The Armenian National Committee of America (ANCA), said Howard Berman, chairman of the House Foreign Affairs Committee, has scheduled the vote for March 4. The ANCA chairman, Ken Hachikian, thanked the California Democrat for taking what he called a “bold step.”
Officials from the Armenian Assembly of America, the other major Armenian lobby group in Washington, confirmed the information. The Assembly was due to officially announce it later in the day.
“We look forward to working with the Chairman and all our friends on the Committee from both parties to facilitate passage of this critical piece of human rights legislation by both this panel and the full House of Representatives,” Hachikian said in a statement. “Our grassroots activists are mobilized to help achieve the success of this effort.”
The draft resolution introduced by pro-Armenian legislators a year ago urges Obama to “accurately characterize the systematic and deliberate annihilation of 1,500,000 Armenians as genocide.” Its progress in the House of Representatives stalled in 2009 amid an intensifying dialogue between Armenia and Turkey that culminated in the signing last October of two “protocols” on normalizing relations between the two nations.
The reported scheduling of the House committee vote will add a new twist to Washington’s efforts to secure the protocols’ ratification by the Armenian and Turkish parliaments. Some observers expect the Obama administration to use the prospect of genocide recognition in its efforts to eliminate ratification conditions set by the Turkish government.
Ankara has gone to great lengths in the past to prevent similar genocide resolutions from reaching the House floor. The House Foreign Affairs Committee approved such legislation in 2000, 2002 and 2007.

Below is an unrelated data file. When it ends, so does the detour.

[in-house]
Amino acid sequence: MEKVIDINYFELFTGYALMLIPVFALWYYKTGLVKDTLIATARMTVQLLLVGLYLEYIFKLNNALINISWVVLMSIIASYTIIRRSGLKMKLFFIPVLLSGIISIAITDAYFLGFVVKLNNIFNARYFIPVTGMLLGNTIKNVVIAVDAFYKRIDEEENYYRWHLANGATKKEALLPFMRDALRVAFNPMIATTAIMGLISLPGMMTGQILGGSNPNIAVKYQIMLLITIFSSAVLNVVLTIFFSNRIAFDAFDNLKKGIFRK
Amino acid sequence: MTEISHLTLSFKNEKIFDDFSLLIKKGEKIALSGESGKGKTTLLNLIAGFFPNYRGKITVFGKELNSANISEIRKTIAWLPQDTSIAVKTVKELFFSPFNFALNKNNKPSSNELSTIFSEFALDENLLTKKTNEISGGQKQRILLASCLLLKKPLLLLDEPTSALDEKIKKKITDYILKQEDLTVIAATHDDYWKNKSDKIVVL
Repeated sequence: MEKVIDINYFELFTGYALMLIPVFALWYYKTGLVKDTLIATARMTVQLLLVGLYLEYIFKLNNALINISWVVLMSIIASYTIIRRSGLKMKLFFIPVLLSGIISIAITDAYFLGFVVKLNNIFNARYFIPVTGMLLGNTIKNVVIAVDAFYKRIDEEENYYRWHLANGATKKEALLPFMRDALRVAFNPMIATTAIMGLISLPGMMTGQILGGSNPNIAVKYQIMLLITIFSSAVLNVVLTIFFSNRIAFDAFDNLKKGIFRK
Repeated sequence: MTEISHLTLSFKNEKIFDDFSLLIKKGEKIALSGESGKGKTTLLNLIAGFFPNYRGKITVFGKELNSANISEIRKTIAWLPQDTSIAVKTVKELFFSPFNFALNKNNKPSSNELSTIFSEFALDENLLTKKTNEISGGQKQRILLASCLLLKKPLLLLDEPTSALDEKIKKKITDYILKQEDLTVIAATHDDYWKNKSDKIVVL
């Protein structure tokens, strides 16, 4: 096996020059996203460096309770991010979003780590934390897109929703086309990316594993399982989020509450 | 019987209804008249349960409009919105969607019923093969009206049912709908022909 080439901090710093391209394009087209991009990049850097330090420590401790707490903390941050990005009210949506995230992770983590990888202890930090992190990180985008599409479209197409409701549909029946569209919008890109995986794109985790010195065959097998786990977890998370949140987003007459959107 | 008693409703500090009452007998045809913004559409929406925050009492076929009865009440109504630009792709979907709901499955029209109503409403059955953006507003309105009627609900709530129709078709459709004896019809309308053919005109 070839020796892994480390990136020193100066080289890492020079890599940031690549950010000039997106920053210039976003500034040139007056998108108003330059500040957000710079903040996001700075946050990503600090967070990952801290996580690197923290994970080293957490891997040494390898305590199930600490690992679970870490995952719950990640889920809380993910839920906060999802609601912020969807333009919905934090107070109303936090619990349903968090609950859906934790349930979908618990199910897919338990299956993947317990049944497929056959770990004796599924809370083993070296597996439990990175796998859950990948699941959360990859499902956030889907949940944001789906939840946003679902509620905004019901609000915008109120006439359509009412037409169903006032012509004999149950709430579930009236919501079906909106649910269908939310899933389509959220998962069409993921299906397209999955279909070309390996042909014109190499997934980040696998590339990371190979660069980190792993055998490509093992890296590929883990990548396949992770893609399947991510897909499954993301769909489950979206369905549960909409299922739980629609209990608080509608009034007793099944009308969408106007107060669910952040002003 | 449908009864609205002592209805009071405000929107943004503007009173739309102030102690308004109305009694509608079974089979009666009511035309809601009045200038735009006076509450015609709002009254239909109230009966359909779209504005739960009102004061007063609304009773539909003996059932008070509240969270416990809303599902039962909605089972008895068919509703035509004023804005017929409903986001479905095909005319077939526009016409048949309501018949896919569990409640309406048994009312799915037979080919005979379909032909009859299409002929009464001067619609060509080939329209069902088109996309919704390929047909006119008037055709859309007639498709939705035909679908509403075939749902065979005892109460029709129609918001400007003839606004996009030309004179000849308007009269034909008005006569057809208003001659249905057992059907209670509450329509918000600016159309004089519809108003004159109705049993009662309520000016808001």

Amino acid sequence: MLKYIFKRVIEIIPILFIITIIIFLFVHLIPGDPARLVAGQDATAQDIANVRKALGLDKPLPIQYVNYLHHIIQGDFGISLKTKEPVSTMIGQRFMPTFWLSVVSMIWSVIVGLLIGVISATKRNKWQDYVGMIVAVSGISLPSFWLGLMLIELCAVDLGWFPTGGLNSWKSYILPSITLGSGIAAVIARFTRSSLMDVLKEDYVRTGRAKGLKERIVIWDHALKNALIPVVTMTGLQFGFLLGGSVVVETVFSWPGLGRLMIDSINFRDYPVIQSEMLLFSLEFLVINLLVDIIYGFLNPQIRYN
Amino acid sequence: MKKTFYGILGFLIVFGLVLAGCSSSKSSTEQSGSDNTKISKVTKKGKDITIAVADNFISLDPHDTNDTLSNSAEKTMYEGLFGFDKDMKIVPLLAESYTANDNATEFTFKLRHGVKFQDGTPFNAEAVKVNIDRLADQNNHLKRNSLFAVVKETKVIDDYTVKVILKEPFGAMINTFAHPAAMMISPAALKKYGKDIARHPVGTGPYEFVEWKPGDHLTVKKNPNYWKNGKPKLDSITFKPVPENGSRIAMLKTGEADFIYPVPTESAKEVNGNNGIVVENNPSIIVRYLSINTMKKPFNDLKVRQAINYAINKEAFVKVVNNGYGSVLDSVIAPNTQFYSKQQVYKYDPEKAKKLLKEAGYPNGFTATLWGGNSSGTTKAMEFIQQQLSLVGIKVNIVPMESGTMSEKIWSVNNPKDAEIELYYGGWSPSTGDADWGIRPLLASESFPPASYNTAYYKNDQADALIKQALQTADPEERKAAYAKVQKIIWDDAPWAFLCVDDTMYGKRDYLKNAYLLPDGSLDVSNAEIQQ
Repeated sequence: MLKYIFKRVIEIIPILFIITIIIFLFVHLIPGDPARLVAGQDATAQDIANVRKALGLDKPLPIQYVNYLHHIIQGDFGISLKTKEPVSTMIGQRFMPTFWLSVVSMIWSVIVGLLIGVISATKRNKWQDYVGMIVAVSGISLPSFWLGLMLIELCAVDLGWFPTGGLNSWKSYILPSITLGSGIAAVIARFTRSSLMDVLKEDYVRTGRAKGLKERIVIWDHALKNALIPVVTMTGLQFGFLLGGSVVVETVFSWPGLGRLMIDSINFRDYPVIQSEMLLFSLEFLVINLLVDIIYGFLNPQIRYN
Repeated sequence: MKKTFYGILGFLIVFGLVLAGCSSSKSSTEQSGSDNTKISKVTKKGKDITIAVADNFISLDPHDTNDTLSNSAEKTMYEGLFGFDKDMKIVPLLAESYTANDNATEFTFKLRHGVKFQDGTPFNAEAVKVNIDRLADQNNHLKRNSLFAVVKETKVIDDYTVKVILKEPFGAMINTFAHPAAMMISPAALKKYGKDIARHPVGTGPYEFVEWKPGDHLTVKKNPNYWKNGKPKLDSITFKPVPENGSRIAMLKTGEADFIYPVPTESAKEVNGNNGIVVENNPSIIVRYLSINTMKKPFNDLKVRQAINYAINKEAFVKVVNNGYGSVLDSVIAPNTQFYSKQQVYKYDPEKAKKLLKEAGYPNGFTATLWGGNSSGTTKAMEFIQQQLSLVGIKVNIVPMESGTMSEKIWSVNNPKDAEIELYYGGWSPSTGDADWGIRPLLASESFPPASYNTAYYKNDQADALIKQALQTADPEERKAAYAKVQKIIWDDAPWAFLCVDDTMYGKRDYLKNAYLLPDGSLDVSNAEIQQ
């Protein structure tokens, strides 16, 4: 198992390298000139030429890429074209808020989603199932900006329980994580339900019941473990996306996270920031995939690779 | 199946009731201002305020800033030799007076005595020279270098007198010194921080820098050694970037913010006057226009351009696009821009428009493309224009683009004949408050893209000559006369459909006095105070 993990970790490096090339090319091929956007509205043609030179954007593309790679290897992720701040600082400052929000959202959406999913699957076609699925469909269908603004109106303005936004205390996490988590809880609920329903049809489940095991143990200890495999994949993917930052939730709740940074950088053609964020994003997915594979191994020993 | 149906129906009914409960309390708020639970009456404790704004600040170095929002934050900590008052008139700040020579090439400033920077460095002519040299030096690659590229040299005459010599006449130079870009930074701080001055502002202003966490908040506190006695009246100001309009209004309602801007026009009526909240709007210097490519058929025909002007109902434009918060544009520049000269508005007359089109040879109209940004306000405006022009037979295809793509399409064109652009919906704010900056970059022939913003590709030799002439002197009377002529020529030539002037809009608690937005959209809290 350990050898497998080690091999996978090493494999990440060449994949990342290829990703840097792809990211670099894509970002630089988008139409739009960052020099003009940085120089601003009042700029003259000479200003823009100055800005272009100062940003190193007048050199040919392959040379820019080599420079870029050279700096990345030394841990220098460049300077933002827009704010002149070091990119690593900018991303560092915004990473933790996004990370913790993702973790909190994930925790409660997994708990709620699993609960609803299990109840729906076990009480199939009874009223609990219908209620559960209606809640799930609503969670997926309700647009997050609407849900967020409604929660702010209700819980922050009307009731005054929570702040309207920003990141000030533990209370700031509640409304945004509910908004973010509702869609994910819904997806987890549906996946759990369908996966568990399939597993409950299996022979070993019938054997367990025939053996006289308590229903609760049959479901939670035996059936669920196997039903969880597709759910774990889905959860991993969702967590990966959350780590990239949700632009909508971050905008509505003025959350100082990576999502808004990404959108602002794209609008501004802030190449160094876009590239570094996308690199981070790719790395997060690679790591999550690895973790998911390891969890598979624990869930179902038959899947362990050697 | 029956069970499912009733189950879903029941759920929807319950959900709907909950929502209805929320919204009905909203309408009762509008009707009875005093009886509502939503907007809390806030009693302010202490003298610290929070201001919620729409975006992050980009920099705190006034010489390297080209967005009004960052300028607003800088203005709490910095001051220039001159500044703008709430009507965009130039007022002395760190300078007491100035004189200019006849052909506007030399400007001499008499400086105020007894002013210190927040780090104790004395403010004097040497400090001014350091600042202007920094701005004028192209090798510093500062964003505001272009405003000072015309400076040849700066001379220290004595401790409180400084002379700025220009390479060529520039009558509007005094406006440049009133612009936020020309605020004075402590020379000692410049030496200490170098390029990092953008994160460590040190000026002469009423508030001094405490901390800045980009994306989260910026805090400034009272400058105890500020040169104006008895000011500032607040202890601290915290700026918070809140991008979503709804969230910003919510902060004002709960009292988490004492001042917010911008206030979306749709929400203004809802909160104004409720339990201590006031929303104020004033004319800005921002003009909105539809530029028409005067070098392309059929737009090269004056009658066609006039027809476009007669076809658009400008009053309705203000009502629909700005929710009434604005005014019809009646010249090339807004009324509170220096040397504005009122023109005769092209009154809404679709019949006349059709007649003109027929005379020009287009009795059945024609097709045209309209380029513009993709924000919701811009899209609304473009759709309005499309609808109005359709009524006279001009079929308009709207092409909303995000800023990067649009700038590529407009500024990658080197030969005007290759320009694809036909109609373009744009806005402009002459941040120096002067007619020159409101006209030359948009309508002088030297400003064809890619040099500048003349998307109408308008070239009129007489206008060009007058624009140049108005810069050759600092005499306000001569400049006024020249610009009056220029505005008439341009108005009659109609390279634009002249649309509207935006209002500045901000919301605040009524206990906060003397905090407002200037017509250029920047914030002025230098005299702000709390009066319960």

The upcoming committee vote could further complicate Turkey’s efforts to win U.S. support over a recent Armenian Constitutional Court ruling which the Turks say was at odds with the letter and spirit of the protocols. A top Turkish diplomat will reportedly visit Washington for that purpose in the coming days.
Armenia -- Foreign Minister Edward Nalbandian (L) talks to visiting U.S. Deputy Secretary of State James Steinberg on February 4 2010.
Senior U.S. State Department officials have already dismissed, however, the Turkish protests against the court’s conclusion that the protocols can not stop Yerevan from seeking broader international recognition of the Armenian genocide. According to official Armenian sources, Deputy Secretary of State James Steinberg reaffirmed that position during a visit to Yerevan on Thursday.
Steinberg on Friday described his talks with President Serzh Sarkisian as “extremely productive and substantive.” He also urged Ankara and Yerevan to move forward on protocol ratification, the AFP news agency reported.
“I very much hope that both Armenia and Turkey will move forward. I don't think delay is in anybody's interest,” Steinberg told journalists in Tbilisi.
“There's a very strong commitment on behalf of the United States to work with Armenia and Turkey to see the ratification of the protocols,” he said.
Armenian-American leaders say the near-term passage of the genocide bill, vehemently opposed by the Turkish government, hinges, in large measure, on whether Turkey’s parliament will endorse the protocols. As one of them told RFE/RL recently, “If Turkey does not ratify the protocols or open the border [with Armenia] on time, the resolution will be relatively easy to pass.”